So Mr. Celli started his own newspaper.

Within an hour after the paper, the Saint Aug Dog, first hit the streets. copies were confiscated by police and Mr. Celli’s stand was shut down.

The banner headline on the inaugural issue announced, “Tyranny reigns in St. Augustine! Free Speech banned!”

“Millions have died for this forum, and these guys should be ashamed of themselves,” Mr. Celli said. “It’s a chilling of free speech.”

Mr. Celli said artists are in the process of collecting signatures for a referendum to put the question on the ballot of whether street performers should be allowed free movement.

The St. Augustine Record is running a poll of the issue on its Web site and so far the ban is receiving unfavorable reviews. Last week the poll showed 48 percent saying they would not go to St. George Street, while 36 percent said they were more likely to go because the performers had been removed.

Opponents and supporters of the ban packed the city commissioners’ chambers during a March 13 hearing. The commissioners later voted 4-1 to put two bans in effect one against performers and the other against vendors.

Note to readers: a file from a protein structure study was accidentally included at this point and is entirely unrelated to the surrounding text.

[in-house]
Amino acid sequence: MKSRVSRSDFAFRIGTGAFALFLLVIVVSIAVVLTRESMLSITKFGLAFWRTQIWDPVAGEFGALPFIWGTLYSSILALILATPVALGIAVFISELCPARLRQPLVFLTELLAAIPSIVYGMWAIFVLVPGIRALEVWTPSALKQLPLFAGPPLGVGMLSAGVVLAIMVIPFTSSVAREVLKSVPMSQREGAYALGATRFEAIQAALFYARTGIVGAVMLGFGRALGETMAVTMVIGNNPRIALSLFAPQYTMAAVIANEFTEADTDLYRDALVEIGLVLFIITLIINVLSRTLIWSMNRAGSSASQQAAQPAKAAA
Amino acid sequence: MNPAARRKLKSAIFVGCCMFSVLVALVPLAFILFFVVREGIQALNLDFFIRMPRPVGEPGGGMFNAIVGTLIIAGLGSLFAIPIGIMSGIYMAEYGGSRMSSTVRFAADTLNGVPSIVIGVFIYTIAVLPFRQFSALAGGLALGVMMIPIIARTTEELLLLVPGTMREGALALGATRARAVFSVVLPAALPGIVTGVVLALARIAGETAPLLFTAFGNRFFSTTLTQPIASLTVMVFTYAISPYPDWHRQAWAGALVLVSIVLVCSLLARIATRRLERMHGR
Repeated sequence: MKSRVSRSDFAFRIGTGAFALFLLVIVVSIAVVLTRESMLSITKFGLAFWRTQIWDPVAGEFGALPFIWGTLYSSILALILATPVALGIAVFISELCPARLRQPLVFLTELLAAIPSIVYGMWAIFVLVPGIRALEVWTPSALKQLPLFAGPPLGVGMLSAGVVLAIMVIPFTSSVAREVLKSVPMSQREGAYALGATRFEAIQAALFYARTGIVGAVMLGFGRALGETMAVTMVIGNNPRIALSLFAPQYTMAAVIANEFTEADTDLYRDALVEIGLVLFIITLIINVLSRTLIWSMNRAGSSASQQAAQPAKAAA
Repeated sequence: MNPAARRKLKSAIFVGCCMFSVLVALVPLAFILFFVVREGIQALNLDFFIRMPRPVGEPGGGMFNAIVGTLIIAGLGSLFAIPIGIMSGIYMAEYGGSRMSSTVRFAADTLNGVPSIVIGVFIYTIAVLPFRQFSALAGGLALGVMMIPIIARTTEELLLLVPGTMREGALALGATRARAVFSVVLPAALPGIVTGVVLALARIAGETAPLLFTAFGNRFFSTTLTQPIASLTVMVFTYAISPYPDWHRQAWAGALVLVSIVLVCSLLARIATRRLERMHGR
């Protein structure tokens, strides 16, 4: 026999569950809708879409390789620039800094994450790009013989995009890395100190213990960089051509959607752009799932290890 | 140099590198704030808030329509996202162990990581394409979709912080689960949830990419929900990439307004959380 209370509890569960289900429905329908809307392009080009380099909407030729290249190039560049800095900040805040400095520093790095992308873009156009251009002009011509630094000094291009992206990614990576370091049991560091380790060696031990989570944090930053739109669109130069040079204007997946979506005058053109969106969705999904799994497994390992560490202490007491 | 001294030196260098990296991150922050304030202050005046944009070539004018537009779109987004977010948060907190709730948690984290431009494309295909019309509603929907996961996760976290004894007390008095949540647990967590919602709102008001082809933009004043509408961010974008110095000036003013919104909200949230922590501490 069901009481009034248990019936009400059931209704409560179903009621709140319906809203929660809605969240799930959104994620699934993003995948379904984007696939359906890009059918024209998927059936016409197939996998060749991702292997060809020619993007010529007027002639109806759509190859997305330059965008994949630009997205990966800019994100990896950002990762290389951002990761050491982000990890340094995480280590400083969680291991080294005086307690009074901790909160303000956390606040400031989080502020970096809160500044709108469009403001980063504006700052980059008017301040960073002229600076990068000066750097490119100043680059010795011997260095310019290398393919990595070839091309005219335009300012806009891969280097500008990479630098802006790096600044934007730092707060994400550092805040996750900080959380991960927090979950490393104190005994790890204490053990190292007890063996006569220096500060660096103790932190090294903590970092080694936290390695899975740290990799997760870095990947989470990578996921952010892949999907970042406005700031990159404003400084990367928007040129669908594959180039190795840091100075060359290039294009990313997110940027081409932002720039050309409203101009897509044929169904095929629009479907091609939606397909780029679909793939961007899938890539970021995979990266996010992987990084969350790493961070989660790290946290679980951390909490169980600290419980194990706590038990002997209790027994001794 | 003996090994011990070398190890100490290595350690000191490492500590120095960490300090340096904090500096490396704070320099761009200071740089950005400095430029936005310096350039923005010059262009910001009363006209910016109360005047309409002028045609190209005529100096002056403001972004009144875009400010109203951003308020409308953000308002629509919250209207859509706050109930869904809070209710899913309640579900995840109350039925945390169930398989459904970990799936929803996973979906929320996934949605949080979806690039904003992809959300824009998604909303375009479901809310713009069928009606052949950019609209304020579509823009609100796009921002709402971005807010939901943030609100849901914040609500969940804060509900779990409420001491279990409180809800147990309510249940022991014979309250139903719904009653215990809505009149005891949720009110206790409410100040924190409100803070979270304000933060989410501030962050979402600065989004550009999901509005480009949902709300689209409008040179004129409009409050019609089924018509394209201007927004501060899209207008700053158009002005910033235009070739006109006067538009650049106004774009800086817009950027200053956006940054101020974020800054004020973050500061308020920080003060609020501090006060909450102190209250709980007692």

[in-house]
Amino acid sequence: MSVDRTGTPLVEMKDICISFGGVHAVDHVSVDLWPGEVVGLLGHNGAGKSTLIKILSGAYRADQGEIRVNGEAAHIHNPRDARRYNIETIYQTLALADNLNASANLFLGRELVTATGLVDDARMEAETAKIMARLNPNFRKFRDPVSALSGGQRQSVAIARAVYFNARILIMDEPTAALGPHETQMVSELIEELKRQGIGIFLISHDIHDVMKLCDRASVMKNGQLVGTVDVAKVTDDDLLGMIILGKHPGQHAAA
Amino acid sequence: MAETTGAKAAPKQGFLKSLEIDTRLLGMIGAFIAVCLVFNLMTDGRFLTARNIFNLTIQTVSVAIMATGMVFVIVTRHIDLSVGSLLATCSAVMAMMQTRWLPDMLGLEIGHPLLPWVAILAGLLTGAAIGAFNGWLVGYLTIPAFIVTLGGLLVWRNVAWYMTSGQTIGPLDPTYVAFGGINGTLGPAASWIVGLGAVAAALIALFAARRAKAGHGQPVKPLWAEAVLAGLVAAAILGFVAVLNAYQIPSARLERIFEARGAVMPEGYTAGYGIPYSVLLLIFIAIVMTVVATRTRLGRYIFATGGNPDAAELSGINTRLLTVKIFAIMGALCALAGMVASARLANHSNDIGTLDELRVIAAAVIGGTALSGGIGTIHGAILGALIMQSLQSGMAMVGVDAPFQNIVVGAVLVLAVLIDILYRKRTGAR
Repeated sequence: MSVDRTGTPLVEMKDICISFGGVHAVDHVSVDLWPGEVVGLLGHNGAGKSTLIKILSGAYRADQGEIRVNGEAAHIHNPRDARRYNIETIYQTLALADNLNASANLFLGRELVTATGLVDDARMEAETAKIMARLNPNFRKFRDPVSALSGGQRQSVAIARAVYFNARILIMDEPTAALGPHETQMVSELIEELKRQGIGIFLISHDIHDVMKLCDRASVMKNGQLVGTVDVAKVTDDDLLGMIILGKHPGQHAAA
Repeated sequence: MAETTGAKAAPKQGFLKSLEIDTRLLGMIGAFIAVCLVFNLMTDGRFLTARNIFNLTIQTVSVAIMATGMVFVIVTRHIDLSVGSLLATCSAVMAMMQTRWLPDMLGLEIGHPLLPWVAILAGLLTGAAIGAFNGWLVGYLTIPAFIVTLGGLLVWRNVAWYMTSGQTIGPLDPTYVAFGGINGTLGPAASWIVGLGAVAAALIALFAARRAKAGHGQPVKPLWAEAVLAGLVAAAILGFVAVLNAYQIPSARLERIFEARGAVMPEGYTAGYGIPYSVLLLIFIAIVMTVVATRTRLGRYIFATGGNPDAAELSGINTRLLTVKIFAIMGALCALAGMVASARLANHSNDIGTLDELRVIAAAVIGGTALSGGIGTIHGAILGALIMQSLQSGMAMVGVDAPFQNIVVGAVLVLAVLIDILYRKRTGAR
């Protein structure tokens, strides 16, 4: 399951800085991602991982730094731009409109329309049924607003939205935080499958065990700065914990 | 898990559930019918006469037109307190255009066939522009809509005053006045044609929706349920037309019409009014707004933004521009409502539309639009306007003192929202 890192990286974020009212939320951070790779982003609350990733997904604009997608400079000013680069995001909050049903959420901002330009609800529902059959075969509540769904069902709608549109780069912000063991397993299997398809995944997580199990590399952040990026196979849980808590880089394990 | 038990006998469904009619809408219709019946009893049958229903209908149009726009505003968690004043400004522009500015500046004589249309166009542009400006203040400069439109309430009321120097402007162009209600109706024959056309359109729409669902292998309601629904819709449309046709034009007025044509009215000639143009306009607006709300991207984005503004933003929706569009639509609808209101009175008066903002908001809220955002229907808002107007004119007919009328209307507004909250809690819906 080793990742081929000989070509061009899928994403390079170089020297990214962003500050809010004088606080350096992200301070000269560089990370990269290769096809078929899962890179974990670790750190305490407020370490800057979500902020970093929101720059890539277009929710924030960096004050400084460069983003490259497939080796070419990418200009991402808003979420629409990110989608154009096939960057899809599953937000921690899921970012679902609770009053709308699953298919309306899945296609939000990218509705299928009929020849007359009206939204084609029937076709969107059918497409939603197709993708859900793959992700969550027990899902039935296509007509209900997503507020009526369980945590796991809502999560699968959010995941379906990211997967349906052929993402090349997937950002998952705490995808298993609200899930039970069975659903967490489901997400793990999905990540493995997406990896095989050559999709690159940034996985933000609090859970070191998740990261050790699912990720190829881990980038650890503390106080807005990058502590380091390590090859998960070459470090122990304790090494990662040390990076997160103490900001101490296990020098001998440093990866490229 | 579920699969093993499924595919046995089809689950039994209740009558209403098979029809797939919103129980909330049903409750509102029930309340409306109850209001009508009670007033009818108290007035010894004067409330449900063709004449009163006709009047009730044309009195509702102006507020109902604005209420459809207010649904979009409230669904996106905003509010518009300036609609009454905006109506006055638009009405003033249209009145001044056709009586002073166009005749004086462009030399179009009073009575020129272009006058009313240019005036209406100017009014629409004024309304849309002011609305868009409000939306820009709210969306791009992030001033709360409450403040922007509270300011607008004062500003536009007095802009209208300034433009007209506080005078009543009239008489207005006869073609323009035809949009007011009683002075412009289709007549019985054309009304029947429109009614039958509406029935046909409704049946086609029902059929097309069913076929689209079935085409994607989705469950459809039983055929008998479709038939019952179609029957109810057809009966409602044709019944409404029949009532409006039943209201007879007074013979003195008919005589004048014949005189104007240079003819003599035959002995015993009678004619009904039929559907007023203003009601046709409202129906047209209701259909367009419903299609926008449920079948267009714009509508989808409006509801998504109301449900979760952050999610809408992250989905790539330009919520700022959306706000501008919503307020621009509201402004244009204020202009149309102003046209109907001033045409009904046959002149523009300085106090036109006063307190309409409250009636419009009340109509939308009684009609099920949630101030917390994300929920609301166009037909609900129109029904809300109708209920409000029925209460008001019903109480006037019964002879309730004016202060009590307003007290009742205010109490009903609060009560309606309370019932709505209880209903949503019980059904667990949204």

Supporters of the ban say they want “gross commercialization” off the streets.

“We must preserve and maintain our heritage for our children and future generations,” said business owner James Pennington.

“If we have to pass a resolution that displaces an artist, then I’m sorry. We have to do this; there is no compromise,” Mr. Pennington said.

One supporter of the ban at the hearing said large crowds gathering around street performers are dangerous and create a “mecca for pickpockets.”

Fire-eaters were disconcerting to restaurant owners, who said it may upset their patrons’ appetites.

“It’s about ambiance. People come here for history, not bands … and we rob them of something,” said resident Jim Dyer.